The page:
Djokovic beats Norrie to set up Kyrgios final

Nick Kyrgios and Novak Djokovic passed each other on the training ground and began making plans to party after Sunday’s Wimbledon final, on an unconventional day of preparation for the trophy match.

The two were once resentful rivals, with Kyrgios tearing at Djokovic on the ‘No Challenges Remaining’ podcast in 2019, claiming the Serb had a ‘morbid obsession’ with wanting to be popular, the same way Roger Federer enjoyed love tennis crowds. .

More recently, however, Kyrgios sympathized with Djokovic’s plight in January when the Serb was arrested and ultimately expelled from Australia in a row due to his vaccination status.

This served to stem the flow of bad blood, and Kyrgios went so far as to suggest there was a budding “bromance” between the two.

Djokovic isn’t so sure, but the needle that once existed is unlikely to be a factor on Sunday, at least initially. Considering the volatility both men can bring to the pitch, the rapport could be seriously tested as the game progresses.

Even Djokovic predicted ‘fireworks’, but that doesn’t necessarily mean resentment.

On center court, Djokovic will be aiming for his seventh Wimbledon title, which would see him tie Pete Sampras as the second-most prolific men’s singles winner of the Open Era, behind Federer’s eight titles.

On Saturday, Serbian journalist Sasa Ozmo quoted a conversation between the pair at the Aorangi training grounds at Wimbledon, where Djokovic allegedly told Kyrgios: “It took you five years to say something nice about me, haha.”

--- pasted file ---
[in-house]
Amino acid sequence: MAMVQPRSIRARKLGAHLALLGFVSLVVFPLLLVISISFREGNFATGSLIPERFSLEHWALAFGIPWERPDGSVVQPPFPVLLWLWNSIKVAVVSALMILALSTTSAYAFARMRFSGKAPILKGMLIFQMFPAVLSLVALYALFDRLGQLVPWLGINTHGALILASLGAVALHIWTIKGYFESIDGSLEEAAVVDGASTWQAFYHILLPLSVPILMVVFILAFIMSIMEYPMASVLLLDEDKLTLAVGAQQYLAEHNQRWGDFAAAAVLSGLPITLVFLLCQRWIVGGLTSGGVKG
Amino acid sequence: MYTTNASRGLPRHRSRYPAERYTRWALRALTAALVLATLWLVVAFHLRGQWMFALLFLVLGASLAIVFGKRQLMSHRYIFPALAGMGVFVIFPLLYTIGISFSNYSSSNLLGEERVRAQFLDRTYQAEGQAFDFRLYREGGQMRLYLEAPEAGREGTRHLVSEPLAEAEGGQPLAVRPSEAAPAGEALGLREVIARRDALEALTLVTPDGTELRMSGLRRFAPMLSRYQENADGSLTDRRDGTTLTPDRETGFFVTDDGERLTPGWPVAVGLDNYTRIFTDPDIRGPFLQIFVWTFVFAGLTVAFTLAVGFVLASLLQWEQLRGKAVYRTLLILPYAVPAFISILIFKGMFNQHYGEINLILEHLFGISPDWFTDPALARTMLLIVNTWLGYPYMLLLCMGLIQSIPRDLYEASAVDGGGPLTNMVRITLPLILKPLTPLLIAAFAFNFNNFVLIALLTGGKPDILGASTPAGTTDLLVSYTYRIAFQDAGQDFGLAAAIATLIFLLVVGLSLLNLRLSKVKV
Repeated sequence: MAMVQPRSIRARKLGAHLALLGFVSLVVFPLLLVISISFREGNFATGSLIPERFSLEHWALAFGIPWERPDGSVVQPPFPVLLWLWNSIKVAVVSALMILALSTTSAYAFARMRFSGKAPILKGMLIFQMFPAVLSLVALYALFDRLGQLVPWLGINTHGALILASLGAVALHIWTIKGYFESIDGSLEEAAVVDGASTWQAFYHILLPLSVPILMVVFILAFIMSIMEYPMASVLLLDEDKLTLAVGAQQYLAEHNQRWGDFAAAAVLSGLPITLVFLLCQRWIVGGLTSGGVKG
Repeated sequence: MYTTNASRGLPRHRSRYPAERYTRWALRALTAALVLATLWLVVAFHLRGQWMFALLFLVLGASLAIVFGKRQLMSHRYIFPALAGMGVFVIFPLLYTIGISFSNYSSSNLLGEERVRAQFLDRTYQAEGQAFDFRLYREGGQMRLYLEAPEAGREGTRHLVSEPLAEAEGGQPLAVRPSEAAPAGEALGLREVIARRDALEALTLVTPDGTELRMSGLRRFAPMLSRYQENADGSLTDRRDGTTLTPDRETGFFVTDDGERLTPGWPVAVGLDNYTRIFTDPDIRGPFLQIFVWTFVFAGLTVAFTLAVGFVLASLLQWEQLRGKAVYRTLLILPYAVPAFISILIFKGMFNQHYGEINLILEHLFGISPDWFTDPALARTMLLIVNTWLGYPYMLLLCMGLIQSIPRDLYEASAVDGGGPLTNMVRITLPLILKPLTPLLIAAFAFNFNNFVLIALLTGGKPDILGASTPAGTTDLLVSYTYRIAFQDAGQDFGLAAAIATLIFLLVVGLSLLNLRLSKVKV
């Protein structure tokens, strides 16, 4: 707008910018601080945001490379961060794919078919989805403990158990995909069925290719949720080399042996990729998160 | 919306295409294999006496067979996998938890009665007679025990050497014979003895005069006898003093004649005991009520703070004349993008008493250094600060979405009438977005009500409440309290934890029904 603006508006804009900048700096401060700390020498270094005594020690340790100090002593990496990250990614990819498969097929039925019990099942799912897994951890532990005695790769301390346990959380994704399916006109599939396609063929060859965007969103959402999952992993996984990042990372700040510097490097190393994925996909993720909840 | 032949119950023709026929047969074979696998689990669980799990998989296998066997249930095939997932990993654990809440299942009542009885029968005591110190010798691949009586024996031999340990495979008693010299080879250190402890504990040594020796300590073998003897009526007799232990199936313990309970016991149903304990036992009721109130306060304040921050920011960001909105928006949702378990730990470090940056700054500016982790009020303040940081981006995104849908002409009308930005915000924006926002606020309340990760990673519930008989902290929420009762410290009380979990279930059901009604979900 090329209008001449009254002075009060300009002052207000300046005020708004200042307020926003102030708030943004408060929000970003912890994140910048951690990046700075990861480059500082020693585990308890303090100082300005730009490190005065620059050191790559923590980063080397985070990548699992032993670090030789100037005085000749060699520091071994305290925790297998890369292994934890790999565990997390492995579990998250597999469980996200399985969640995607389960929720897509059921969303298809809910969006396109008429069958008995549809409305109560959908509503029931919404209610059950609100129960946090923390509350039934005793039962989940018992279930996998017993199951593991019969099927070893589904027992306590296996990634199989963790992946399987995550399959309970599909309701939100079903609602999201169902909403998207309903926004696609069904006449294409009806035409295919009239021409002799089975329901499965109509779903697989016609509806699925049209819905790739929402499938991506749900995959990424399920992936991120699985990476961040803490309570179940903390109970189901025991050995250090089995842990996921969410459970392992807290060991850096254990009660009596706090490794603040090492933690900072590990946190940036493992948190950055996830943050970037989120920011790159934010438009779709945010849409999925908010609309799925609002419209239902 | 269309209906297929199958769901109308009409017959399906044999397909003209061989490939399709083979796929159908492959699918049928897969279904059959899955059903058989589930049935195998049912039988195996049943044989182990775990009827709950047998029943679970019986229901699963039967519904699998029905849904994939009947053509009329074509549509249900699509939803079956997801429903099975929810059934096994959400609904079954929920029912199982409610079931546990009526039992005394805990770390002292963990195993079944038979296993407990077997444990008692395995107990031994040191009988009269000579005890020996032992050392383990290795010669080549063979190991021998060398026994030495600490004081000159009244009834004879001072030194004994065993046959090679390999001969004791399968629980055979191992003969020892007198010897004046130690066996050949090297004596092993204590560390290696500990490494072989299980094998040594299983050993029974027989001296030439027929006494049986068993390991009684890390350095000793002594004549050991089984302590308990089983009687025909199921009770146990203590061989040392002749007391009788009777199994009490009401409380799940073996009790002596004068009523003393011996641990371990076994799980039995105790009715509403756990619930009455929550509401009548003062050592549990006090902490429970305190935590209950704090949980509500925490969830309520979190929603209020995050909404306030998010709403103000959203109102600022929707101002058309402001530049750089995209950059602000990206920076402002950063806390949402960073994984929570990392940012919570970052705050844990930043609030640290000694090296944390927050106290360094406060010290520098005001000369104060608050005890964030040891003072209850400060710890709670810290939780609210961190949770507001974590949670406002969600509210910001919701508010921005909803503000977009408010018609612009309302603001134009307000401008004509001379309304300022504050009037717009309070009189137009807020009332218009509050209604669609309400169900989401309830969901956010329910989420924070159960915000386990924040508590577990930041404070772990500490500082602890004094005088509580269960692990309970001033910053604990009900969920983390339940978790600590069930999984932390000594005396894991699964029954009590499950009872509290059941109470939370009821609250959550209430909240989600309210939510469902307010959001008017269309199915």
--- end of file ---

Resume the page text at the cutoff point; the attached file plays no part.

According to Ozmo, who reports for Sport Klub, Kyrgios replied: “But I defended you when it mattered.”

Djokovic then allegedly said: “You did it, I appreciate that.”

The conversation continued on social media, with Kyrgios writing on Instagram: “Are we friends now?”

Djokovic jokingly replied, “If you invite me for a drink or dinner, I accept. PS Tomorrow’s winner pays.”

Kyrgios was unhappy with this level of celebration, instead offering, “Let’s go to a nightclub and go crazy.”

Djokovic and Kyrgios have played twice before, and Kyrgios has won both times without dropping a set. They did, however, come in 2017, in Acapulco and Indian Wells, when Djokovic was at a relatively low level.

Now the 35-year-old from Belgrade is aiming for a title that would take him to a career of 21 Grand Slam titles, one behind all-time leader Rafael Nadal.

It will be a men’s record 32nd Grand Slam final for Djokovic, and he is aiming for a fourth straight Wimbledon title, and a seventh overall. His only defeat in the Wimbledon final came in 2013 when Andy Murray beat him in straight sets.

On the other hand, Kyrgios will play his first Grand Slam singles final. He won the doubles with Thanasi Kokkinakis at the Australian Open in January, but it’s a huge step forward, and he could come in slightly cold, after his semi-final against Nadal was canceled due to withdrawal. of the Spaniard for injury.

Australia’s last men’s champion at Wimbledon was Lleyton Hewitt in 2002, but Ash Barty excelled in women’s singles last year before retiring in March.

Kyrgios, 40th in the ATP rankings, is the lowest-ranked Wimbledon men’s singles runner-up since 2003, when fellow Australian Mark Philippoussis was a lowly 48th on the list.

He is the first unranked man to reach a slam final since Jo-Wilfried Tsonga at the 2008 Australian Open.

Djokovic beat Tsonga that day to clinch his first Grand Slam title, and has had 14 years of plenty since.

It’s a reminder of the company Kyrgios will keep, potentially beyond his grasp but perhaps just threatening enough if all aspects of his game come together.

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